How to Take Criticism (Before It Takes You!)

Criticism comes in two forms, constructive and destructive, and it’s not very difficult to tell them apart: constructive criticism will be helpful, honest, and ultimately positive, while destructive criticism will belittle and attempt to humiliate.

Regardless of its form, you should always consider the following when dealing with criticism:

  • You (and your writing) are not perfect. There will always be things you could have done better — not that anyone needs to tell you that.
  • People have different tastes. Criticism is subjective.
  • You don’t always need to listen. No one is always right.

Having work criticized can be difficult, but it’s truly an exercise in perception: criticism can only negatively affect you if you allow it to.

It’s not a monster — it can’t physically harm you. It can’t gnaw your limbs off, put them in freezer bags and save them for tomorrow night’s science experiment at the Twin Pines Mall parking lot. It’s only as bad as you make it.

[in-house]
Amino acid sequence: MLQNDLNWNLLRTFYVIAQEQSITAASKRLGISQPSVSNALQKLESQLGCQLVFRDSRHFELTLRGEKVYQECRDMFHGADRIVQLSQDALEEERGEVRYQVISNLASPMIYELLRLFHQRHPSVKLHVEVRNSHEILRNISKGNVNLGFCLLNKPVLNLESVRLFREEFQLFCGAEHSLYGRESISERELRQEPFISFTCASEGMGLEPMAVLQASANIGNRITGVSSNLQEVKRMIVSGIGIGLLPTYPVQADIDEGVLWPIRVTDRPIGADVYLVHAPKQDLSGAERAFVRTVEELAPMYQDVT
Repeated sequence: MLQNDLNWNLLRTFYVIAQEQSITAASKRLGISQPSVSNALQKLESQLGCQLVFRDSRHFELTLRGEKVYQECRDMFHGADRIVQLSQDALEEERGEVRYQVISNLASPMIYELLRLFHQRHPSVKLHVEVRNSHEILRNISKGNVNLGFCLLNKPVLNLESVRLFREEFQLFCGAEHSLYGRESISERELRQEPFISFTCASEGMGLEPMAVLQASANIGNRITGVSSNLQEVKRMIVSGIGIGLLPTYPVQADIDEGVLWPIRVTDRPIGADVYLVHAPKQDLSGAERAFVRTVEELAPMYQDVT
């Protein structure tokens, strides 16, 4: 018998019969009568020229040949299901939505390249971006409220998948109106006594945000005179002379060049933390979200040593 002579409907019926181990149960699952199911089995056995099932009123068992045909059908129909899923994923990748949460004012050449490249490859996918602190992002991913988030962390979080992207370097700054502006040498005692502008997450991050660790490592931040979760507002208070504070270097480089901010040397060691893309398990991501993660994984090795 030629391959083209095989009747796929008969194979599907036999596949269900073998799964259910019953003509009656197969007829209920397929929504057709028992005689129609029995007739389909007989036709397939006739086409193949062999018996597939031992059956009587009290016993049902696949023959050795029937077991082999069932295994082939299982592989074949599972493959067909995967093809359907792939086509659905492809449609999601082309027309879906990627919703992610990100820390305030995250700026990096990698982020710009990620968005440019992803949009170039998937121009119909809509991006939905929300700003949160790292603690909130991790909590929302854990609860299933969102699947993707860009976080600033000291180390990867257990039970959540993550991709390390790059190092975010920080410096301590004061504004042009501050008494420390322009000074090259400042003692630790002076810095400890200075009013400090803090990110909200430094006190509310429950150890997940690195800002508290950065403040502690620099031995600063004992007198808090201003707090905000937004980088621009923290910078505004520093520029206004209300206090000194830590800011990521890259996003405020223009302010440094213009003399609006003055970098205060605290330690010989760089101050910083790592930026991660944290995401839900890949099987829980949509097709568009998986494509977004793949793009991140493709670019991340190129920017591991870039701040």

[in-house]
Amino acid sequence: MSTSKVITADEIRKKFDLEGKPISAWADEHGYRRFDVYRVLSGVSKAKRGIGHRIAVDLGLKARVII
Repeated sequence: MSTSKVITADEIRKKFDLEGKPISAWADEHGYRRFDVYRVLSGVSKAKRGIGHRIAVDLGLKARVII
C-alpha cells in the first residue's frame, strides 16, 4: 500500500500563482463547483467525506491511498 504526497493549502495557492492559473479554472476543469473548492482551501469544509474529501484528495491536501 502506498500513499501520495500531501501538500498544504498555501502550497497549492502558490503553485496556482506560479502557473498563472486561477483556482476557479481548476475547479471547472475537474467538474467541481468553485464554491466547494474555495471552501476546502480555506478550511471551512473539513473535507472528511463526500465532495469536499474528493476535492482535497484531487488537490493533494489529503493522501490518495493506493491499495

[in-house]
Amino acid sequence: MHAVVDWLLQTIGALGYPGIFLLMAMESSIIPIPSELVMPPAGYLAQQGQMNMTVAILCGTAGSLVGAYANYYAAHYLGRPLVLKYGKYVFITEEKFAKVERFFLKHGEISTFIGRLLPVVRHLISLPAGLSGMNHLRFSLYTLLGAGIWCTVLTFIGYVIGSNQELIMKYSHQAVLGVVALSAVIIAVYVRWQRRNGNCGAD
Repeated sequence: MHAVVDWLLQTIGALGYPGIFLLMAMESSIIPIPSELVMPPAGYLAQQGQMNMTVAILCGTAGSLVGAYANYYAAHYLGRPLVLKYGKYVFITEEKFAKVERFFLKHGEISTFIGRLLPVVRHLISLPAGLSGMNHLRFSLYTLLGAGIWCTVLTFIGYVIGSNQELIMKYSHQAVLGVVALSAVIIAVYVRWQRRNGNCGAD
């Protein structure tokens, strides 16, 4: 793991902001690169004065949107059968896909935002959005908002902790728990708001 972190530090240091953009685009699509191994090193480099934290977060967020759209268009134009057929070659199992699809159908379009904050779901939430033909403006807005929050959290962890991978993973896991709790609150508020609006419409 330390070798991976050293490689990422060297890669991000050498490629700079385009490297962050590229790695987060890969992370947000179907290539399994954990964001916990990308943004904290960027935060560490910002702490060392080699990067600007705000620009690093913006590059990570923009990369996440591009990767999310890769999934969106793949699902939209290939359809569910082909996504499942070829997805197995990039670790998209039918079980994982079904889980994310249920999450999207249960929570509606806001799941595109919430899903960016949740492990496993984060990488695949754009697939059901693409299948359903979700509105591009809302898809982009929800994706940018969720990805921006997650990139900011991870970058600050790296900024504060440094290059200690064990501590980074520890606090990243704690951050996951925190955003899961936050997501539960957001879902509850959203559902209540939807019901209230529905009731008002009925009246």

Everyone’s a critic

Here are some easy tips for taking criticism:

Listen. Just as you shouldn’t gloss over your own criticisms while critiquing a work, you shouldn’t ignore the good advice of others. Separate it from the bad, and remember that it’s valuable to hear the opinions of those who may be viewing your work for the first time. There’s usually something to be gained, even from negative criticism.

Relax. It’s easy to get your feelings hurt, but fearing criticism is, in my opinion, one of those irrational fears that does nothing more than hinder your progress as an individual. Constructive criticism will be aimed toward your work, not you, and it’s only meant to help you improve. Destructive criticism, on the other hand, is something you should never waste your time worrying about.

Don’t argue. Don’t take it personally. Most people are just trying to help, and even though there are many trolls out there (both online and off), you should never enter into an argument about your work. Don’t try to defend it — if you don’t like the criticism, say “Thank you” and leave it at that.

Whoa. That was easy. Maybe too easy — in truth, it’s easier said than done. Learning to effectively take criticism and use it to your advantage isn’t something you can do over night. It takes time, but if you’re in any creative vocation (or aiming for one), it’s a necessary skill.

That’s right: a skill.